Interference describes different waves superposing to form a resultant wave of greater, lower, or the same amplitude. Normally, it involves interaction of waves that are correlated (coherent) with each other, either because they come from the same source, or because they have the same or nearly the ...

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Derive phase shift equation for two diffirent optical paths differences

If we have two optical paths differences, call them $\phi_1, \phi_2$, and $\phi_1 > \phi_2$ then phase shift with respect to optical path difference $\phi_2$ is $PhSh = \frac{2\pi}{\lambda}(\phi_1 ...
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37 views

Limits on the information obtained through optical measurements

Consider a Gedankenexperiment shown in the figure below. There are two lasers $S1$ and $S2$ with exactly the same specifications on paper. In practice, they are of course somewhat different but ...
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3answers
192 views

Violation of conservation of energy?

Imagine a perfectly spherical mirror with 100% reflection. Imagine a point source of light in the center. The point source keeps radiating light. Will the light undergo destructive interference ...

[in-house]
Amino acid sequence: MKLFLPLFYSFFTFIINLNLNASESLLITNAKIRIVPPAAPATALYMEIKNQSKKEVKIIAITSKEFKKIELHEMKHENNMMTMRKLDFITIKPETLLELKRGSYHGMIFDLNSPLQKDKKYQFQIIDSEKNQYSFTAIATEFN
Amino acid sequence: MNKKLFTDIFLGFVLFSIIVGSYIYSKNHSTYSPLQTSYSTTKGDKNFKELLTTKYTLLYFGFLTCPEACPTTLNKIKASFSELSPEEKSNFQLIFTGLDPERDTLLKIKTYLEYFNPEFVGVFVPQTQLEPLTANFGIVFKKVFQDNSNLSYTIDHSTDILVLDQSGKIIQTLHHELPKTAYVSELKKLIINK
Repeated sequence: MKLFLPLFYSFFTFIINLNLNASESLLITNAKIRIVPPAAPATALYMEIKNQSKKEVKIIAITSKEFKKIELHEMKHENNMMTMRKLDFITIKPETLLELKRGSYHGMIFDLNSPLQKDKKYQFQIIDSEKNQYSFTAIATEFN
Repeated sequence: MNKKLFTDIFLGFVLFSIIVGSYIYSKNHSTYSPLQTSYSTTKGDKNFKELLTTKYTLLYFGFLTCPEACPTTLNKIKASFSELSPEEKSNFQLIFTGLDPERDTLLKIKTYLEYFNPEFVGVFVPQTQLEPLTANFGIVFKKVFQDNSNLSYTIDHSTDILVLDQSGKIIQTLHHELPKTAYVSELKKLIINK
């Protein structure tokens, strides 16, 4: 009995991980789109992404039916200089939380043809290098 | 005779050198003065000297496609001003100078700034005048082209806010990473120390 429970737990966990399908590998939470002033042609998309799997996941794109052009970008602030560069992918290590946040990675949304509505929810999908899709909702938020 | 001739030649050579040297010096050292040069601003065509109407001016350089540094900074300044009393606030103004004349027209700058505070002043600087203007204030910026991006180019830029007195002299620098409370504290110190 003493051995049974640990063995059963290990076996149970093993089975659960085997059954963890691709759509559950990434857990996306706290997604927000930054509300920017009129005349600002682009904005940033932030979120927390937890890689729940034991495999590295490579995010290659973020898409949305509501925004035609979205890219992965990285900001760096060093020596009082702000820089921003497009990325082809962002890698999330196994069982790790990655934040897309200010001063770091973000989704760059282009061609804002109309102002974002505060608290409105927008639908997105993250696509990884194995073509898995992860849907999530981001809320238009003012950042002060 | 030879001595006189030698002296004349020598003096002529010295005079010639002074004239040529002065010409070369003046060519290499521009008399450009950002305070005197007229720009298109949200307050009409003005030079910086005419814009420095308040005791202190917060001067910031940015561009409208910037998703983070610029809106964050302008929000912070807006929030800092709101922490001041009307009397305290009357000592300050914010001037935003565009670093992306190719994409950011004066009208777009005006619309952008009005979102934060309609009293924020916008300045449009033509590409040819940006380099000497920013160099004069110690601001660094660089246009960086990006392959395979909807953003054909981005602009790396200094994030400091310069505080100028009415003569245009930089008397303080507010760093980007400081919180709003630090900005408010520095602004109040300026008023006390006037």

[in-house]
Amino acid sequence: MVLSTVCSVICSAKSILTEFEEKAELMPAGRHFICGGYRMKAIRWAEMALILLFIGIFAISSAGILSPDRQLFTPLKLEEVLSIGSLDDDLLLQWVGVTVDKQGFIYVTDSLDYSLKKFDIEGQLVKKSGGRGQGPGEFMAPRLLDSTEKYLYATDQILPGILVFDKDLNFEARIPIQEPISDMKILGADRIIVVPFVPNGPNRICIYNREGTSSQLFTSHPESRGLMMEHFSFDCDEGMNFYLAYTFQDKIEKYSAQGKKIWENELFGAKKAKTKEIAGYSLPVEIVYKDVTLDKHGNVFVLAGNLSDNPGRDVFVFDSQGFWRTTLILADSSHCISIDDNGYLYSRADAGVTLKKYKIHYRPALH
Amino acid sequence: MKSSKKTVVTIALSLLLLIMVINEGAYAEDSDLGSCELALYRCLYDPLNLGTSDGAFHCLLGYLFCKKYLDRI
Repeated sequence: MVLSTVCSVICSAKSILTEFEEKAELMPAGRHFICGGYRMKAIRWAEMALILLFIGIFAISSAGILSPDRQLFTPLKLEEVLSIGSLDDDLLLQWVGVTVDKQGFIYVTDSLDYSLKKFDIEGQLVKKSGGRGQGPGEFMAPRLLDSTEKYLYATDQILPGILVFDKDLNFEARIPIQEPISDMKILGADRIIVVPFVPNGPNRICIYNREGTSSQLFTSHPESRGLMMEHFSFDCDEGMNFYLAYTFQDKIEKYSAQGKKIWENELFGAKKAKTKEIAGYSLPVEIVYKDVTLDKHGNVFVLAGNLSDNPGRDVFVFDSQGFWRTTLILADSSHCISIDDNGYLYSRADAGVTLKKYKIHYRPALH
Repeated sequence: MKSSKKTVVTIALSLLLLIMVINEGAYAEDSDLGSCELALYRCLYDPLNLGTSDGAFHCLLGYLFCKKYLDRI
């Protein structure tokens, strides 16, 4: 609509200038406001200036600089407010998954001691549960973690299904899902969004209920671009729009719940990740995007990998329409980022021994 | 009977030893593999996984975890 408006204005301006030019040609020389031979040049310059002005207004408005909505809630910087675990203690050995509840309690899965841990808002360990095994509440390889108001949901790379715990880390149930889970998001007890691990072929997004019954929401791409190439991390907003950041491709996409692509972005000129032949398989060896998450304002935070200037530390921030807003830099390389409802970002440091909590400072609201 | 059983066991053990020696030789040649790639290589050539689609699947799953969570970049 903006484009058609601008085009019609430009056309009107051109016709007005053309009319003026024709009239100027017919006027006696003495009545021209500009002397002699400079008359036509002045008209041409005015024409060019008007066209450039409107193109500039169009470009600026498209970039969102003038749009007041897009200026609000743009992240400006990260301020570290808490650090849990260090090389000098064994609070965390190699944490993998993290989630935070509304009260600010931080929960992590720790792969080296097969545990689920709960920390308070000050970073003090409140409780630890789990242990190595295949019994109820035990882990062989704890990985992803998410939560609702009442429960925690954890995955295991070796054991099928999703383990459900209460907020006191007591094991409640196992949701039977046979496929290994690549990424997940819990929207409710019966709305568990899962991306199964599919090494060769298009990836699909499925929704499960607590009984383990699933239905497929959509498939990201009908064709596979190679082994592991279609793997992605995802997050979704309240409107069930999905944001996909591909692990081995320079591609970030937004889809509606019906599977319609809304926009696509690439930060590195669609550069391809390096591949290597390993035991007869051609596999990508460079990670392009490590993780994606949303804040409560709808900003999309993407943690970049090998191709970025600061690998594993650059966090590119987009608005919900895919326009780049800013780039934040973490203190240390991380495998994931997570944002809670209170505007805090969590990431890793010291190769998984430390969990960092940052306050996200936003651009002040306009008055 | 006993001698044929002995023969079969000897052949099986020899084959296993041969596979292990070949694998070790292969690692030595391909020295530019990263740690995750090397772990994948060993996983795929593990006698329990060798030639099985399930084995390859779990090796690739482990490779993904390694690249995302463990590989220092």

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1answer
228 views

Modified double-slit experiment - two electron sources instead of two slits

In the famous double-slit experiment, if I inserted two identical sources (i.e electron guns) at the locations of the slits, would I still see an interference pattern on the screen? I would allow ...
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55 views

Fastest path of light [duplicate]

Fermat's principle of least time says that light always takes the fastest path to any point. So how can light know which is the fastest path without taking all the paths first?
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1answer
92 views

Are we working in the double slit argumentation with destructive interference arguments?

Stimulating water with two long straight bars one could produce linear waves. Having the right distance between the bars and the correct frequency of the steady system we get in the middle between the ...
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1answer
688 views

Why does a double-slit experiment with sound waves never result in complete destructive interference?

Today, I find a question that if the speakers are set in parallel towards the wall. It has no complete destructive interference due to difference in distance from the point to each speakers, which ...
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1answer
57 views

Rayleigh's Criterion

I was just wondering, when two different objects have have light coming from them to our eyes, do the intensities of each diffraction interfere? For example, in the picture below: Do the ...
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1answer
584 views

Wave superposition, is my textbook wrong?

Here's the question: Two coherent electromagnetic waves are incident simultaneously at some point in space. The intensity of each independent wave is $I_0$. What is the intensity of the superposition ...
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1answer